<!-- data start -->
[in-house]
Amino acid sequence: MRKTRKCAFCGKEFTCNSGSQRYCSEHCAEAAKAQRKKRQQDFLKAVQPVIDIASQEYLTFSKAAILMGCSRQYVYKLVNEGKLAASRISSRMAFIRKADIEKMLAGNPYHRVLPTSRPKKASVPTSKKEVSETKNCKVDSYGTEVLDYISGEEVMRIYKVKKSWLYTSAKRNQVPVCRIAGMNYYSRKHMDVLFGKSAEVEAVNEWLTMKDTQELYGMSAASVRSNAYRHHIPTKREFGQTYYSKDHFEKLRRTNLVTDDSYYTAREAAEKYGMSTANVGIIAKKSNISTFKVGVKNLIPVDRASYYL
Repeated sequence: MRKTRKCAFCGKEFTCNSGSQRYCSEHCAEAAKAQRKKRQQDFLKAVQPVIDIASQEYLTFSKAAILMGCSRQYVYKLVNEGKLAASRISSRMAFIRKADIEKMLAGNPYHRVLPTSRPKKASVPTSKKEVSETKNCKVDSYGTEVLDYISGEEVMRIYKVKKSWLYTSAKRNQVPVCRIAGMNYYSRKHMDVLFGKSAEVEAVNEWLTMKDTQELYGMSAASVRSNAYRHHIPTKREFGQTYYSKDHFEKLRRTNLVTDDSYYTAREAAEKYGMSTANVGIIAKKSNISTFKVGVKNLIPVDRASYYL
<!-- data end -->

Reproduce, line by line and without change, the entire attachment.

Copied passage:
[in-house]
Amino acid sequence: MRKTRKCAFCGKEFTCNSGSQRYCSEHCAEAAKAQRKKRQQDFLKAVQPVIDIASQEYLTFSKAAILMGCSRQYVYKLVNEGKLAASRISSRMAFIRKADIEKMLAGNPYHRVLPTSRPKKASVPTSKKEVSETKNCKVDSYGTEVLDYISGEEVMRIYKVKKSWLYTSAKRNQVPVCRIAGMNYYSRKHMDVLFGKSAEVEAVNEWLTMKDTQELYGMSAASVRSNAYRHHIPTKREFGQTYYSKDHFEKLRRTNLVTDDSYYTAREAAEKYGMSTANVGIIAKKSNISTFKVGVKNLIPVDRASYYL
Repeated sequence: MRKTRKCAFCGKEFTCNSGSQRYCSEHCAEAAKAQRKKRQQDFLKAVQPVIDIASQEYLTFSKAAILMGCSRQYVYKLVNEGKLAASRISSRMAFIRKADIEKMLAGNPYHRVLPTSRPKKASVPTSKKEVSETKNCKVDSYGTEVLDYISGEEVMRIYKVKKSWLYTSAKRNQVPVCRIAGMNYYSRKHMDVLFGKSAEVEAVNEWLTMKDTQELYGMSAASVRSNAYRHHIPTKREFGQTYYSKDHFEKLRRTNLVTDDSYYTAREAAEKYGMSTANVGIIAKKSNISTFKVGVKNLIPVDRASYYL